The world’s largest coal port, Port of Newcastle in Australia, is set to be powered by 100% renewable energy. The announcement is part of the Port of Newcastle’s targets of decarbonising by 2040 and having coal only make up half of its revenue by the end 2030. This decision is made following the major coal power hit that the Australian electricity market experienced at the end of last year. A Power Purchase Agreement (PPA) has been signed with Iberdrola to generate the wind power needed for the port’s operations. Iberdrola operates the Bodangora wind farm near Dubbo in inland New South Wales and provides the port with large-scale generation certificates linked to the wind farm.
The port currently continues to export an average of 165MT of coal a year. With this move, the plan is to increase the non-coal portion of its business so that coal only makes up half its revenue by 2030. Chief executive officer Craig Carmody said the Port of Newcastle’s title as the largest coal port in the world “isn’t as wonderful as it used to be” and that change was necessary to avoid what happened in Newcastle and the steel industry closed. He further added that he would prefer to be doing this now while they have control over their destiny, while enough revenue is coming in rather than face a crisis where the revenue has collapsed, and no one will lend. “We get 84 cents (45 pence) a tonne for coal shipped through our port. We get between $6 (£3.20) and $8 (£4.27) for every other product. You can see where I’d rather have my money.”
In the last three months of 2021, coal’s share of the electricity grid fell 5.9% when compared to the same period in 2020, while gas recorded its lowest quarter of generation since 2004. Roughly over the same period, rooftop solar grew 24% and utility solar by 26% – though wind’s share only grew by a “quite modest” 6.4% compared to previous years. This was partly due to poor wind conditions and a lack of new capacity. The announcement comes as figures from Dylan McConnell, a research fellow at the University of Melbourne’s Climate and Energy College, shows renewable energy provided nearly a third of all electricity produced in the national electricity market (NEM).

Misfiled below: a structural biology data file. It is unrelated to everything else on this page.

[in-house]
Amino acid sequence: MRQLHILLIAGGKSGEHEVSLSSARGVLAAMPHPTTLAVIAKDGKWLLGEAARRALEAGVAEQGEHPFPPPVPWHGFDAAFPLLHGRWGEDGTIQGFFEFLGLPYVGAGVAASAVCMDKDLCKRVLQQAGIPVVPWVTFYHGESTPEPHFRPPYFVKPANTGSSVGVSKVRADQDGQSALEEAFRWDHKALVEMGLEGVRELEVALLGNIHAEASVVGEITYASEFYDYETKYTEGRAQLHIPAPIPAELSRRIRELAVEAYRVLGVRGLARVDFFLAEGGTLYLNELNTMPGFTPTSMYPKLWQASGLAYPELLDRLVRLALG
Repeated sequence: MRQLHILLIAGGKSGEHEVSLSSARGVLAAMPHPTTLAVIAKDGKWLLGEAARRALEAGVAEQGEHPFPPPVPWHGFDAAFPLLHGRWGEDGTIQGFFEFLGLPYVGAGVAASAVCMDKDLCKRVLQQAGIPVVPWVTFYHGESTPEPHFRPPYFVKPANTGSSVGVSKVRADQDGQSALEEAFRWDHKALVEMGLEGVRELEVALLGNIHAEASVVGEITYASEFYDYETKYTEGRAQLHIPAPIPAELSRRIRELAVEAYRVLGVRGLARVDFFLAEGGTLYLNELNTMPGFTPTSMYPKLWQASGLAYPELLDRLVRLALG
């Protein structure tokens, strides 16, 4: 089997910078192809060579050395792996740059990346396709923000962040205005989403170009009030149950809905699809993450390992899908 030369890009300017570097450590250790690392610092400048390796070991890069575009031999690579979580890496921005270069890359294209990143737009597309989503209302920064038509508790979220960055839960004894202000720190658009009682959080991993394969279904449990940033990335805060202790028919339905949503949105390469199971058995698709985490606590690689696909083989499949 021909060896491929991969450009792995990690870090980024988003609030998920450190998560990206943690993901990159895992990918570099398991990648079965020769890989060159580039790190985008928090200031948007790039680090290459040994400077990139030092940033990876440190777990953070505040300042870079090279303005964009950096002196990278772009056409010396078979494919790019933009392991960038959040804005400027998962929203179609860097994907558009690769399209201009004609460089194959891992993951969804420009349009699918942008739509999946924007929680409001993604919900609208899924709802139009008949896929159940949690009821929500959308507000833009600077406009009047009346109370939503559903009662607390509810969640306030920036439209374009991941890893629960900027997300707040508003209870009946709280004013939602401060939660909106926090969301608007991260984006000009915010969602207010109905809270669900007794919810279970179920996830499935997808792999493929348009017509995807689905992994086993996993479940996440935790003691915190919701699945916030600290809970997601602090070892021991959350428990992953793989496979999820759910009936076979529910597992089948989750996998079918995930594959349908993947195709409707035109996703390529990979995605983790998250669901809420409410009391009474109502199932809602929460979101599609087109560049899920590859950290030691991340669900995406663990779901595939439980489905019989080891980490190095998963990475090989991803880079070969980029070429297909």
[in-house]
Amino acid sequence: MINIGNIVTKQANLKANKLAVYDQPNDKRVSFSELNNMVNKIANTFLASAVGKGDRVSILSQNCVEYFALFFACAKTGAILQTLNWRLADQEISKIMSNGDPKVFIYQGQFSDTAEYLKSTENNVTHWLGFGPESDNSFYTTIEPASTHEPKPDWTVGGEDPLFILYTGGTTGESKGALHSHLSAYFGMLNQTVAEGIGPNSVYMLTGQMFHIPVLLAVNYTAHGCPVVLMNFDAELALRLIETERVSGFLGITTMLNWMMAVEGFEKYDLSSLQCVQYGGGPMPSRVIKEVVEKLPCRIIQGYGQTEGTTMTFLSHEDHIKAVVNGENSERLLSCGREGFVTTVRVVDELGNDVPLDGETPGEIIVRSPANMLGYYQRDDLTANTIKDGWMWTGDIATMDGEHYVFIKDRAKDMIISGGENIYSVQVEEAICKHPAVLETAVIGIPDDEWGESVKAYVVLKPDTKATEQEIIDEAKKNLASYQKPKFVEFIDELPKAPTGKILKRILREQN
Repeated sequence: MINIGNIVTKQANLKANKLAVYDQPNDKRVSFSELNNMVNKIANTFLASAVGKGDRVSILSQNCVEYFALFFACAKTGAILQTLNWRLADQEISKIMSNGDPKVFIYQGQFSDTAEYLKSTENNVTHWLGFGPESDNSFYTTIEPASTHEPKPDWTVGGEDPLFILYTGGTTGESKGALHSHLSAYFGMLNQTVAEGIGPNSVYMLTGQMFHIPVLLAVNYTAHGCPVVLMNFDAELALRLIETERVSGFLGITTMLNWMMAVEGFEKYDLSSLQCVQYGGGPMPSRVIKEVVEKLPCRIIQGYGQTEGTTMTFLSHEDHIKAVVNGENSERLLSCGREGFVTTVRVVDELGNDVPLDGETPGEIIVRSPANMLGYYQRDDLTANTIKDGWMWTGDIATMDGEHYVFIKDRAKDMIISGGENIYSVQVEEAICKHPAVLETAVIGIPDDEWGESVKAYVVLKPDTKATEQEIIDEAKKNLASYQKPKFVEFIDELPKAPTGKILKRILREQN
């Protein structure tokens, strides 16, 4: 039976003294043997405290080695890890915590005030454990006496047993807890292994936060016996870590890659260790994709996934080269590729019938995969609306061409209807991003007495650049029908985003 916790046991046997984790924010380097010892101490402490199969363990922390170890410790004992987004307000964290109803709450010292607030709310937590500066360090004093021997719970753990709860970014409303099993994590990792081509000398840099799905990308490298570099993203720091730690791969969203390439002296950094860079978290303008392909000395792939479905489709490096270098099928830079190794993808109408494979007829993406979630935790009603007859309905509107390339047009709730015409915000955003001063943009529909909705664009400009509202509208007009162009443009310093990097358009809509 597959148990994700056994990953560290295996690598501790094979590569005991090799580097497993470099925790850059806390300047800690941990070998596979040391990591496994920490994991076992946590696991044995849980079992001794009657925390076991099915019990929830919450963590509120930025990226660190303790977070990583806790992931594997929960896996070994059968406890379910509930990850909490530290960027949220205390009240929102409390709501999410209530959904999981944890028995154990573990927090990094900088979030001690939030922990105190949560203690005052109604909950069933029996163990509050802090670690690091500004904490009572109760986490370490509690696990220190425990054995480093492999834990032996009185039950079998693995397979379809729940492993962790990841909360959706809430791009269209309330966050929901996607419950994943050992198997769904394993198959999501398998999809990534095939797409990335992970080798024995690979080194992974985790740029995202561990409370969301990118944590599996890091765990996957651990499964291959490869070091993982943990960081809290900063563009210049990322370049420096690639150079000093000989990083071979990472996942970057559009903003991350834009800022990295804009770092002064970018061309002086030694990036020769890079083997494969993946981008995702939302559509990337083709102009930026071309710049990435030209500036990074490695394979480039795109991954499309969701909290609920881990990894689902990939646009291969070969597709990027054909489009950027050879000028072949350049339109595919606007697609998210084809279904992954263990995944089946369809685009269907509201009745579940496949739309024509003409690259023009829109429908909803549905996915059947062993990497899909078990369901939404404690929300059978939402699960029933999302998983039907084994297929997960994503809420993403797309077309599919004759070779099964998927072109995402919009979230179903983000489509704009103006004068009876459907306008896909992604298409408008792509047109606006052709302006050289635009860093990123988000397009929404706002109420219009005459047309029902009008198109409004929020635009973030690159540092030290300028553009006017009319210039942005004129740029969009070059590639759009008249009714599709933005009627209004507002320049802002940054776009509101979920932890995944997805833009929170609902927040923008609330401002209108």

“At the high level, solar is squeezing out coal, particularly black coal,” McConnell said. “You can see it quite clearly in the shape of what’s happened to the profile of generation,” McConnell said that Victoria and South Australia recorded average negative power prices in the middle for the entire quarter. “It’s a sign of the times that we’re getting negative prices on average. Coal’s being hollowed out in the middle of the day and that’s also what’s affecting their bottom line as well, as that’s when you’re having negative prices quite consistently,” he further discussed.
Apart from this move, the Port of Newcastle has also taken the step of having 97% of its vehicles converted to electrical vehicles (EVs). As a part of the transition process, the port has converted 97% of its vehicles and is now engaged in other infrastructure projects to decarbonise its operations.